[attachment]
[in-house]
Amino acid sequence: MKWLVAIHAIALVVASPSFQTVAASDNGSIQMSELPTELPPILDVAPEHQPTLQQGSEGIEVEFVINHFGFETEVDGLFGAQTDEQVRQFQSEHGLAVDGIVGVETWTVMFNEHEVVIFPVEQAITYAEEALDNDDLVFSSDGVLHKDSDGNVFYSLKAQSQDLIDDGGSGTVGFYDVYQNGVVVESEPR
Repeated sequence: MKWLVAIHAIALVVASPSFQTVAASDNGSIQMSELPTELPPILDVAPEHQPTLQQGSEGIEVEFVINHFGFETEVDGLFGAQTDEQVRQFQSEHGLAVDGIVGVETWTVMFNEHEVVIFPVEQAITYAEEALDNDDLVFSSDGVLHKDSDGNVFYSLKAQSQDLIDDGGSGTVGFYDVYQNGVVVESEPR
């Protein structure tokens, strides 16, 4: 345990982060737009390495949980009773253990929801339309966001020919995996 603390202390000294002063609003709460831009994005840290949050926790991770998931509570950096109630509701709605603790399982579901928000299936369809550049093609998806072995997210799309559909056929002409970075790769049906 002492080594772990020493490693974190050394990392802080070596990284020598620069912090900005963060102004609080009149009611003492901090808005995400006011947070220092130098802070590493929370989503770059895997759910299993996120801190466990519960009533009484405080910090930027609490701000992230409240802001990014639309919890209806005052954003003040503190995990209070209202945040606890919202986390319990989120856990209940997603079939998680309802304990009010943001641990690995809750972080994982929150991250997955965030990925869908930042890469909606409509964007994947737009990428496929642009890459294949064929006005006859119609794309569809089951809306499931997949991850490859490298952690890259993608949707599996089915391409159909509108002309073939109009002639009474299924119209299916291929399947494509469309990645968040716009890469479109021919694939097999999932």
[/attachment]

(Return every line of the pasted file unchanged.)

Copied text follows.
[in-house]
Amino acid sequence: MKWLVAIHAIALVVASPSFQTVAASDNGSIQMSELPTELPPILDVAPEHQPTLQQGSEGIEVEFVINHFGFETEVDGLFGAQTDEQVRQFQSEHGLAVDGIVGVETWTVMFNEHEVVIFPVEQAITYAEEALDNDDLVFSSDGVLHKDSDGNVFYSLKAQSQDLIDDGGSGTVGFYDVYQNGVVVESEPR
Repeated sequence: MKWLVAIHAIALVVASPSFQTVAASDNGSIQMSELPTELPPILDVAPEHQPTLQQGSEGIEVEFVINHFGFETEVDGLFGAQTDEQVRQFQSEHGLAVDGIVGVETWTVMFNEHEVVIFPVEQAITYAEEALDNDDLVFSSDGVLHKDSDGNVFYSLKAQSQDLIDDGGSGTVGFYDVYQNGVVVESEPR
């Protein structure tokens, strides 16, 4: 345990982060737009390495949980009773253990929801339309966001020919995996 603390202390000294002063609003709460831009994005840290949050926790991770998931509570950096109630509701709605603790399982579901928000299936369809550049093609998806072995997210799309559909056929002409970075790769049906 002492080594772990020493490693974190050394990392802080070596990284020598620069912090900005963060102004609080009149009611003492901090808005995400006011947070220092130098802070590493929370989503770059895997759910299993996120801190466990519960009533009484405080910090930027609490701000992230409240802001990014639309919890209806005052954003003040503190995990209070209202945040606890919202986390319990989120856990209940997603079939998680309802304990009010943001641990690995809750972080994982929150991250997955965030990925869908930042890469909606409509964007994947737009990428496929642009890459294949064929006005006859119609794309569809089951809306499931997949991850490859490298952690890259993608949707599996089915391409159909509108002309073939109009002639009474299924119209299916291929399947494509469309990645968040716009890469479109021919694939097999999932």